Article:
19. i am merely able to sing E flats on demand, and the song seemed to be a half step higher than that. -v : It is in the is e major.
  20. : A bit low, but my absolute pitch enjoys it. : ( besides I got a feeling we here in Europe do have lower tuning than in America, am i right?) The A above middle C, is it set to 440Hz? It is here in the U.S. Victor
  21. : Try this: : http://hamsterdance.com/ : If the music doesn't play, check at the bottom.
  22. That being that "cheap" is a relative (and thus subjective) term, and that trying to prove it is futile. Instead of saying that hundreds of top musicians use Dominants, tell us of some of its formidable qualities. As I understand, they are very similar to Tonicas, except that Dominants have a metallic edge at the beginning of their life (which fades after a couple of weeks), don't last as long as Tonicas, and don't have that rich, complex sound that Tonicas have. So I'm still not convinced. While I'm sure Dominants are decent strings (otherwise they wouldn't be so popular), I'm just not impressed, and thus unwilling to try them out. After all, if my Tonicas are good enough, why should I experiment? Similarly, if Dominants are good enough for top musicians, why should they experiment, especially when they NEED their instruments to perform on a daily basis? I think it's the risk of experimentation that's giving Dominants the momentum that keeps them so popular. They were probably top-quality strings a couple of decades ago, but they don't seem so formidable anymore in the crowd of high-quality strings we're seeing today. Your thoughts? Victor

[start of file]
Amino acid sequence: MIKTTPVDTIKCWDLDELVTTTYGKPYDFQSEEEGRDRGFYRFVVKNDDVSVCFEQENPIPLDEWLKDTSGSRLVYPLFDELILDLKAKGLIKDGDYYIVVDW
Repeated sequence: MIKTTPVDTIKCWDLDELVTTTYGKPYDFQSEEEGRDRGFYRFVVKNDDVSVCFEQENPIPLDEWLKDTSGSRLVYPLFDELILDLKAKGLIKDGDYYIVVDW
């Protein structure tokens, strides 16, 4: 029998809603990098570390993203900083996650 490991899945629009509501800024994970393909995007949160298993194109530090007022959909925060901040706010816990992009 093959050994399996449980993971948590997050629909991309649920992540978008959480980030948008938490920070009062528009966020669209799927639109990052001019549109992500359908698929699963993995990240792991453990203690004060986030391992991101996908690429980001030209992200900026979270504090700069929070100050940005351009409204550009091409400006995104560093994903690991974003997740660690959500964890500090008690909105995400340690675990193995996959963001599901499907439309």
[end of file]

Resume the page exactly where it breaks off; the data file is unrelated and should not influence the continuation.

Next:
23. After all, if you don't conform to the opinion of the experts, you must be a fool. We can't have people thinking for themselves and coming up with their own conclusions... that's dangerous. Taking OOooo boy's logic to the limit, Victor p.s. plus, for "serious" car drivers, spending $300 a year on a new timing belt is a necessity, not a luxury.
  24. : I once had BMW timing belt snap on me just like a Dominant A string. Hey Steve, maybe that ghost of yours overtightened the belt. Victor
  25. The reason I chose BMWs to compare to Hondas was NOT because of price, but because of quality. Even YOU said that if you were to offer a free car to 100 people, most would choose the BMW over the Honda, and price wasn't a factor there. Now, you said yourself that Dominants seem to last no more than six weeks. Tonicas seem to outlast them, and apparently so do some Olives, according to you. Since longevity seems to be Michael's primary concern, it makes sense for him to consider Dominants to be cheap in comparison to some other strings out there, even if cheap is exactly defined as "inferior quality or worth". Again, it's relative, and the definition of quality is subjective. Victor
  • Create New...